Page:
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Long road ahead for gender equality in Greater Montreal: report

Click to play video: 'First study on status of women and girls published in Quebec' First study on status of women and girls published in Quebec
WATCH: A study published Thursday, focusing on women and girls in the Montreal area is a first of its kind. Three key areas were highlighted including violence against women, mental health and working conditions. Global's Elizabeth Zogalis has the details – Jun 9, 2022

A new report highlighting the situation of girls and women in the Greater Montreal area shows there is still a long road ahead before gender equality is reached.

Women from all backgrounds, sexual orientations and ethnicities were included in the study. It is the first of its kind in the province and serves to reach beyond general data.

The 72-page report reveals a multitude of stats focusing on the women and girls of the Greater Montreal area. Three key issues are highlighted: violence against women, their mental health, as well as their working conditions and integration into the workplace.

“With this data, I hope we will have more specific public policy focused on the groups that really need it instead of having general policies,” said Mia Homsy the president and CEO of the Institut du Québec.

Read more: A Montreal woman is struggling to make ends meet with a good salary. She’s not alone

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The study shows just how prevalent the problem of intimate family violence is for women. In Montreal, more than one in five women in a relationship reported that their partner had engaged in violent behaviour. More than half the femicides or criminal harassment crimes were caused by a significant other, while Indigenous women are far more likely to experience and report sexual assault.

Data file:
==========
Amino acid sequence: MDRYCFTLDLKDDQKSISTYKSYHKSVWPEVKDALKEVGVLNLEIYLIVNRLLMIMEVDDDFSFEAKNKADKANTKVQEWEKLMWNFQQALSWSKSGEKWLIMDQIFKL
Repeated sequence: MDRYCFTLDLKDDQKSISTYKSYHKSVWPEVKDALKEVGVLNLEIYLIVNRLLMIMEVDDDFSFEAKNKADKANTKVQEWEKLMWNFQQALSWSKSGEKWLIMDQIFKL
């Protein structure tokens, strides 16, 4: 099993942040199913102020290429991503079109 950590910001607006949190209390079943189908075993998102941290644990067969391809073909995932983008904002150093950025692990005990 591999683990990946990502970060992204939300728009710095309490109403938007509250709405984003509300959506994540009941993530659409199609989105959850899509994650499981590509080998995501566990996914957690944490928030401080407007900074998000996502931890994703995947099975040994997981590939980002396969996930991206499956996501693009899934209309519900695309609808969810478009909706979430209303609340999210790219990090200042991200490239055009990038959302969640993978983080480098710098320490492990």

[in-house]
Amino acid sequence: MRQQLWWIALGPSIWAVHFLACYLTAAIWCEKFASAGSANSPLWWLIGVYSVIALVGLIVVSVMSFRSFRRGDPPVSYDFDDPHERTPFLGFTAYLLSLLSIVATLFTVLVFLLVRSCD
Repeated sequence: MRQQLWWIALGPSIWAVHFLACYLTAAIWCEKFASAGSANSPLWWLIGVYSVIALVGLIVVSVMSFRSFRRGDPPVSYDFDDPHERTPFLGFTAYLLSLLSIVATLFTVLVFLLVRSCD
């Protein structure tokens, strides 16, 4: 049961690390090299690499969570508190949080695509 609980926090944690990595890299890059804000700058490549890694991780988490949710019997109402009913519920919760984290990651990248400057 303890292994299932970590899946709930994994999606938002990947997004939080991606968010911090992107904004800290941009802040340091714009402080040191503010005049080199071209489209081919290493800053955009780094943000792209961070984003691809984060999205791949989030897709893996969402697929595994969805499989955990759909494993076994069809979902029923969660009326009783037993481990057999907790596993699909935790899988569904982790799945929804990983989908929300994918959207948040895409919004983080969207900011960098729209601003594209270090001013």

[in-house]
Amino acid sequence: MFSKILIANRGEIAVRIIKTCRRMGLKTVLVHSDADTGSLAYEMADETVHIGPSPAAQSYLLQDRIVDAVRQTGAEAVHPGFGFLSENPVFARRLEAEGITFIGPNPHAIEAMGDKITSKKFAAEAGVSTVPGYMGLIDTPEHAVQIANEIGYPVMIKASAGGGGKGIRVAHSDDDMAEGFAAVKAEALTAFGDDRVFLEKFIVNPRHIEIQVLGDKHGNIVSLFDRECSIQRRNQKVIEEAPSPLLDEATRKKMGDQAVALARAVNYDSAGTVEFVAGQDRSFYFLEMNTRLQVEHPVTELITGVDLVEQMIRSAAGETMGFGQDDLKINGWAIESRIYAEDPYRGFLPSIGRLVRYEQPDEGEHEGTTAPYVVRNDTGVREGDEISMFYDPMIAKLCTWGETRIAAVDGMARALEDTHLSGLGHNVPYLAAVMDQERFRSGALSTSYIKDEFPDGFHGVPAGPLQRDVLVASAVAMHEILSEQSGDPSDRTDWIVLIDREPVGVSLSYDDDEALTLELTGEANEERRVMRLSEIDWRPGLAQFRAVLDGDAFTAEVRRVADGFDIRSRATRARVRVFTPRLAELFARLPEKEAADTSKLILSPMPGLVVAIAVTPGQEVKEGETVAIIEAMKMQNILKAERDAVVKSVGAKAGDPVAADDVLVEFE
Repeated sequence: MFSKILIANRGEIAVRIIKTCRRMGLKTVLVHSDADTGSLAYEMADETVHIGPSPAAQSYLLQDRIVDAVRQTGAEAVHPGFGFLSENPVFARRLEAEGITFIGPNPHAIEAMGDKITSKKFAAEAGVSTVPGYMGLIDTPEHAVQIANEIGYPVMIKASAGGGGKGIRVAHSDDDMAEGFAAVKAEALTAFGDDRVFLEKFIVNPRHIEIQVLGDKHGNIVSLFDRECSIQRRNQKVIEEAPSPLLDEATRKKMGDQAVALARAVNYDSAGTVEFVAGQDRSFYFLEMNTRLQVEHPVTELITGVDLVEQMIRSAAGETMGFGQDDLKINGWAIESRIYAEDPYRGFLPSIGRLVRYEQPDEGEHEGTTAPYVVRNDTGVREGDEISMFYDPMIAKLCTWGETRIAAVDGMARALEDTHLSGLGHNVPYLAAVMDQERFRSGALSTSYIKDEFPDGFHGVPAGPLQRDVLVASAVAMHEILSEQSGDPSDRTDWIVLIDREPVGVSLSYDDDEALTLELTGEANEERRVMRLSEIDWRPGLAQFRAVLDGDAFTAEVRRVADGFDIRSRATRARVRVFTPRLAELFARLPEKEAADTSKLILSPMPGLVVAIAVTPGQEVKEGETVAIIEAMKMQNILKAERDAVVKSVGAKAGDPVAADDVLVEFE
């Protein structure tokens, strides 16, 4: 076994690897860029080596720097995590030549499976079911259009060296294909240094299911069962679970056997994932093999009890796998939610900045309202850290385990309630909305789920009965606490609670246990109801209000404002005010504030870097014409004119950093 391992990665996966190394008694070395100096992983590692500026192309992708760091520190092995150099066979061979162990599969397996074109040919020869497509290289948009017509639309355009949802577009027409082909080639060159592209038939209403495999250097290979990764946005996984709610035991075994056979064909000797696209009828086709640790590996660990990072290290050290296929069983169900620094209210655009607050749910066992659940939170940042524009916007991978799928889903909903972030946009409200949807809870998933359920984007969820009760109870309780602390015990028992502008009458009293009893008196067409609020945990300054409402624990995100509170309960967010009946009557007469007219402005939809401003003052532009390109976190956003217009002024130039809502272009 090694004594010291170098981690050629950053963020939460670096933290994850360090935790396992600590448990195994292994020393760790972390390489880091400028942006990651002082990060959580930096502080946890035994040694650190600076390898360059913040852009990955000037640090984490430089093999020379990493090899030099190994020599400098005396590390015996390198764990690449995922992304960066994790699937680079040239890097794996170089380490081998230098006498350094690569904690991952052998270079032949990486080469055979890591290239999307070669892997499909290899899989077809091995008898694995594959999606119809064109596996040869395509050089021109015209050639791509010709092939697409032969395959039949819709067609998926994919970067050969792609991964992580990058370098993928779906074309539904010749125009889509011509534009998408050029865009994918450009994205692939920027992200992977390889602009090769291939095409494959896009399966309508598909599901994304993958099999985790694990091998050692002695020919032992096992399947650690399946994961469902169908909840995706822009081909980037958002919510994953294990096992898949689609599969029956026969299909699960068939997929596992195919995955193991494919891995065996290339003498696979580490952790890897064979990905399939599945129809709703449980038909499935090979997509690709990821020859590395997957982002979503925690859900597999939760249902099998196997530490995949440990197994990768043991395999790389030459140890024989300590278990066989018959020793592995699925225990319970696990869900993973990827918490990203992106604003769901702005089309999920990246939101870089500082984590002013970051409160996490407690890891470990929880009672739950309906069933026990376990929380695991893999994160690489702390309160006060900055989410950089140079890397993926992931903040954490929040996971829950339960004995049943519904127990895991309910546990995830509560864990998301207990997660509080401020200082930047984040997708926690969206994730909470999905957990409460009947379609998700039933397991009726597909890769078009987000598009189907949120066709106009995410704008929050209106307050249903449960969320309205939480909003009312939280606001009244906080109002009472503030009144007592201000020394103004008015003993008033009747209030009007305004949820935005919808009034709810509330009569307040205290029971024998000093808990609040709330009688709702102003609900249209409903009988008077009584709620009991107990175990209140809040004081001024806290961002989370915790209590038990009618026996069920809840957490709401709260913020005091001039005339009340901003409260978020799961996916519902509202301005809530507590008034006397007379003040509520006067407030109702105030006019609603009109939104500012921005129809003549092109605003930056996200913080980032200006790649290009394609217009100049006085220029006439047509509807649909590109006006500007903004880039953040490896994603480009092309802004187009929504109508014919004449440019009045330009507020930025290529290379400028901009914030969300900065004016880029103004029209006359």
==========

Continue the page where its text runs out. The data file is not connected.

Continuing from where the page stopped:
This comes as no surprise for Nakuset, the executive director of the Native Women’s Shelter of Montreal.

“It is important to get these numbers out to get the actual picture of what is going on with women in Montreal, however, what is the next step?” she asked.

She added that the statistics mean nothing if concrete solutions aren’t adopted. But that comes with challenges.

“There are so many issues facing Indigenous women that it seems like every day there is a new sort of call to action and a call for proposals and a call for new solutions,” said Nakuset.

Read more: Quebec advocates say women with disabilities more vulnerable to domestic violence

“We need more programming, we need more support in youth protection.”

There is common ground in the study: women from all backgrounds still struggle with the pay gap. On average, they earn nine per cent less than men per hour.

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Researchers hope the data will help shed a light on the eclectic issues women face and say too many women are still running into multiple barriers that keep them from thriving.

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